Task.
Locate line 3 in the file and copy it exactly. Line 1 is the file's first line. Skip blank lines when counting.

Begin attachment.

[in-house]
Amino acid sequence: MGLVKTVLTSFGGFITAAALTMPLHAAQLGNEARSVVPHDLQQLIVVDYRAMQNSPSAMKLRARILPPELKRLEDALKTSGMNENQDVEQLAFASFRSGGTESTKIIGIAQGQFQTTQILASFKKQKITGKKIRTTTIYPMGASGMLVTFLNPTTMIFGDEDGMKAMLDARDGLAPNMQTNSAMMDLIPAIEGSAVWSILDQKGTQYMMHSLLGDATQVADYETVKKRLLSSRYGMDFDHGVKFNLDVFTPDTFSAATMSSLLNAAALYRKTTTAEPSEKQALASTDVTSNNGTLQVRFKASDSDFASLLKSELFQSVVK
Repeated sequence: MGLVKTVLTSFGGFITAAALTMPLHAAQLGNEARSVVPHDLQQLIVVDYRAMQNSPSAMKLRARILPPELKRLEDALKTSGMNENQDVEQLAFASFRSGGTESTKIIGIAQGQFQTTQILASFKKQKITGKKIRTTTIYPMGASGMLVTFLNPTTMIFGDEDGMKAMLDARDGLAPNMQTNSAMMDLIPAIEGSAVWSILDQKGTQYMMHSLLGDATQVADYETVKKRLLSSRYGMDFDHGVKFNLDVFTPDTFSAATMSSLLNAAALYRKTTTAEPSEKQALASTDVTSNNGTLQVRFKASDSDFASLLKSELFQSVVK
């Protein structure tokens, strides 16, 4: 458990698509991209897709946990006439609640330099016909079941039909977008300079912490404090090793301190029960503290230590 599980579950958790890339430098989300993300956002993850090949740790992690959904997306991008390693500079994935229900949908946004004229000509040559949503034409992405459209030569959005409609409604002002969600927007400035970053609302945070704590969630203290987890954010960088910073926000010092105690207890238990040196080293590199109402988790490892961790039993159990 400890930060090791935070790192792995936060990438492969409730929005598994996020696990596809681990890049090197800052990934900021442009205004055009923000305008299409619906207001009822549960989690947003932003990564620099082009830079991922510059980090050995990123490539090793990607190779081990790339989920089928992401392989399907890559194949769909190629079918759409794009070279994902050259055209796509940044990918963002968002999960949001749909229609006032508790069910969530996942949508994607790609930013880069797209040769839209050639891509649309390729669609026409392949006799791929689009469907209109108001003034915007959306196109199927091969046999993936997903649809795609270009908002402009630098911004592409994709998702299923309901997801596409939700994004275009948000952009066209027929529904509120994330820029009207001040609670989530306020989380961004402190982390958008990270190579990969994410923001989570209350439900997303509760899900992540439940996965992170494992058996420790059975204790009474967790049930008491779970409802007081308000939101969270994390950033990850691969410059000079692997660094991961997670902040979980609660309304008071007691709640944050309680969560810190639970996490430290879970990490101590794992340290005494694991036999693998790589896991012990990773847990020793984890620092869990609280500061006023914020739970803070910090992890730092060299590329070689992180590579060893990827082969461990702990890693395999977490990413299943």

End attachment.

Repeated sequence: MGLVKTVLTSFGGFITAAALTMPLHAAQLGNEARSVVPHDLQQLIVVDYRAMQNSPSAMKLRARILPPELKRLEDALKTSGMNENQDVEQLAFASFRSGGTESTKIIGIAQGQFQTTQILASFKKQKITGKKIRTTTIYPMGASGMLVTFLNPTTMIFGDEDGMKAMLDARDGLAPNMQTNSAMMDLIPAIEGSAVWSILDQKGTQYMMHSLLGDATQVADYETVKKRLLSSRYGMDFDHGVKFNLDVFTPDTFSAATMSSLLNAAALYRKTTTAEPSEKQALASTDVTSNNGTLQVRFKASDSDFASLLKSELFQSVVK